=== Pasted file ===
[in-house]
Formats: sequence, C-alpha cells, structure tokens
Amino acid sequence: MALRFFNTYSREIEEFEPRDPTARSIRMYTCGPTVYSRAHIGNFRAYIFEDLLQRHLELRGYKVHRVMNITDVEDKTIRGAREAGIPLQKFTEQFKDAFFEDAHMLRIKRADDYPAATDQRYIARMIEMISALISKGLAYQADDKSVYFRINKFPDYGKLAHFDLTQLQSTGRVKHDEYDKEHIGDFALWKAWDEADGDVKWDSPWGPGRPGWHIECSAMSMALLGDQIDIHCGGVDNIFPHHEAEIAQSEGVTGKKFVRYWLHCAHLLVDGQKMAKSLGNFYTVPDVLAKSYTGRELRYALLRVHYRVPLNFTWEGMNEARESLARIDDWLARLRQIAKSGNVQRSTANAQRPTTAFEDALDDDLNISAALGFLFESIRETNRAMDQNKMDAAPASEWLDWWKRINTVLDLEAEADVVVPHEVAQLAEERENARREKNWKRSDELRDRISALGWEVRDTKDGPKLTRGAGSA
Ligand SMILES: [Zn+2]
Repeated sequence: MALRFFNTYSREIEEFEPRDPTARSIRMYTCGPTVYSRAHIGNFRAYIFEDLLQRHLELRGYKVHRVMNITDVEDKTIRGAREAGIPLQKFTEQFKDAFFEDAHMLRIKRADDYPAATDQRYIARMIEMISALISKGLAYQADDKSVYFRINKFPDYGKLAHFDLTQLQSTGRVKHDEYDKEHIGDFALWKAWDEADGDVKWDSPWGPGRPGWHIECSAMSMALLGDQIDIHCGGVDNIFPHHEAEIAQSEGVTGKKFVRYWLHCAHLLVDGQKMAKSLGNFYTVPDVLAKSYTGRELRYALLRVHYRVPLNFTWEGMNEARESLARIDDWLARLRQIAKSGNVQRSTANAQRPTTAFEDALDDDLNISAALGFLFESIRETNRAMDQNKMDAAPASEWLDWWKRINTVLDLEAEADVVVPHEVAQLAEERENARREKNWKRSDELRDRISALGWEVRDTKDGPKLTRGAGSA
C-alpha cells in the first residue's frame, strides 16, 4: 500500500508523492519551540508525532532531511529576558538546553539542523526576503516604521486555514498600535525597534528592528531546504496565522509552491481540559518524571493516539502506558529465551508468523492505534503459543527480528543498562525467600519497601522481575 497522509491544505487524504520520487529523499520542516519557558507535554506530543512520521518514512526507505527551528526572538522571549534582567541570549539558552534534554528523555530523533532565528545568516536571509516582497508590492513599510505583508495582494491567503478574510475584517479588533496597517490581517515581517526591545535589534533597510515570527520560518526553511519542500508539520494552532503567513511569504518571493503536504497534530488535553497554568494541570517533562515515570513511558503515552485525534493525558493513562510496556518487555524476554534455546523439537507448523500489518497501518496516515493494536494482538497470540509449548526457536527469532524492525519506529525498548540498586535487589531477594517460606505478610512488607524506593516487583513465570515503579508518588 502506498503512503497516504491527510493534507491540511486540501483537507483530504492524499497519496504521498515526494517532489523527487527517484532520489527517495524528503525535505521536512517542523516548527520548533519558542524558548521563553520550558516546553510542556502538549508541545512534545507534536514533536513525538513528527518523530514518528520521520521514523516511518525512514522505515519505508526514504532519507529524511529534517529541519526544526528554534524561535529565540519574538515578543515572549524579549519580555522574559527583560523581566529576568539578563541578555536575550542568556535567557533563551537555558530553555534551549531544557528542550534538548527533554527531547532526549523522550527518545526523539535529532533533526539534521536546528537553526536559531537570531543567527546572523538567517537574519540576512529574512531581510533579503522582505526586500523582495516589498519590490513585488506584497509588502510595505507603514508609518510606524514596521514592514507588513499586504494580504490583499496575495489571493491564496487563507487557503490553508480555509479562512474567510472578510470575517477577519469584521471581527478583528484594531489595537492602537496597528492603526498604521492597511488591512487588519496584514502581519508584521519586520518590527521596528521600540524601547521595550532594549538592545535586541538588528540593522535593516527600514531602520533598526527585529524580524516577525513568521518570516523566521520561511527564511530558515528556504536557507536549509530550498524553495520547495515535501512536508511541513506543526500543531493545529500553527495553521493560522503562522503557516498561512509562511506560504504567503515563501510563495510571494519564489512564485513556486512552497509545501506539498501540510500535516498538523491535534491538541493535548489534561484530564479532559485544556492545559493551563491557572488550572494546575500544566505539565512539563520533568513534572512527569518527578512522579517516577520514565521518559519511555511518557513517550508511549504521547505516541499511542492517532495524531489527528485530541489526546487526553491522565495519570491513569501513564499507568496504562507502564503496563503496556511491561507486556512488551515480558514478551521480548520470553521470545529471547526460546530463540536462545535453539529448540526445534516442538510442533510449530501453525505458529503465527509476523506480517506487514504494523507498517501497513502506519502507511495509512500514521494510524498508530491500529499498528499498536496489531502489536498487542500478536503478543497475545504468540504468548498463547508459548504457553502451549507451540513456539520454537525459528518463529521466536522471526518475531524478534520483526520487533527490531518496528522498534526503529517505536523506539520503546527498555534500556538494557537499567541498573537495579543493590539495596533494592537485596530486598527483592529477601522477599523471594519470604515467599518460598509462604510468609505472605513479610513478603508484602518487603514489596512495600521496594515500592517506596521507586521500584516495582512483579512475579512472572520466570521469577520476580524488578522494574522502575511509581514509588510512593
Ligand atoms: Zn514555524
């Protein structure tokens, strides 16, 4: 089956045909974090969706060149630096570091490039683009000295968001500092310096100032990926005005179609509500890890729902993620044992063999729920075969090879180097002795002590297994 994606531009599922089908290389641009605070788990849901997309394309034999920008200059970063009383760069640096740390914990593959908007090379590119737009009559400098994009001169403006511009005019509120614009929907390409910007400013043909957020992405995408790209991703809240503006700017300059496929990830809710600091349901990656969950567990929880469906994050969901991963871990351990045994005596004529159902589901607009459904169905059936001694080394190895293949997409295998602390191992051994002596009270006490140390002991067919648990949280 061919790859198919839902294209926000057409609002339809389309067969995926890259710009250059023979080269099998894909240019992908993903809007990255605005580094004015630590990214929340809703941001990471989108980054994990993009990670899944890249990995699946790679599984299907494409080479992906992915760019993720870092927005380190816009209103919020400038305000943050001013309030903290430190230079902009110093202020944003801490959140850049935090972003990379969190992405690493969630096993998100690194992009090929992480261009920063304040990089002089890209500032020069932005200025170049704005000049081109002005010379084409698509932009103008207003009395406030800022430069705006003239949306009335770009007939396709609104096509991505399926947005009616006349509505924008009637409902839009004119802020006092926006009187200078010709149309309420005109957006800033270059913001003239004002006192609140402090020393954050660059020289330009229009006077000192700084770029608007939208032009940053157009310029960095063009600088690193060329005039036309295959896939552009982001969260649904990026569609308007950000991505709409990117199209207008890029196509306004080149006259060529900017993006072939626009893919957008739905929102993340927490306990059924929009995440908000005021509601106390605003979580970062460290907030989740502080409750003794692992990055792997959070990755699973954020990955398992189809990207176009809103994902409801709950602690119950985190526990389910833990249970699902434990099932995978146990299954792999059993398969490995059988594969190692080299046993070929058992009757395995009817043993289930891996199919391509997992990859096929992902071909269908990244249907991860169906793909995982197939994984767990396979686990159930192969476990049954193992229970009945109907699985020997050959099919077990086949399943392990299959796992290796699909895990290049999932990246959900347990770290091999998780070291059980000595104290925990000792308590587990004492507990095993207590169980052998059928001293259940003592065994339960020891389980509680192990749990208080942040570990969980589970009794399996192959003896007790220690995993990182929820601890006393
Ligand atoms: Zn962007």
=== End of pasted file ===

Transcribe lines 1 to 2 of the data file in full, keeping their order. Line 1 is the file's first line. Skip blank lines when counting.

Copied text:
[in-house]
Formats: sequence, C-alpha cells, structure tokens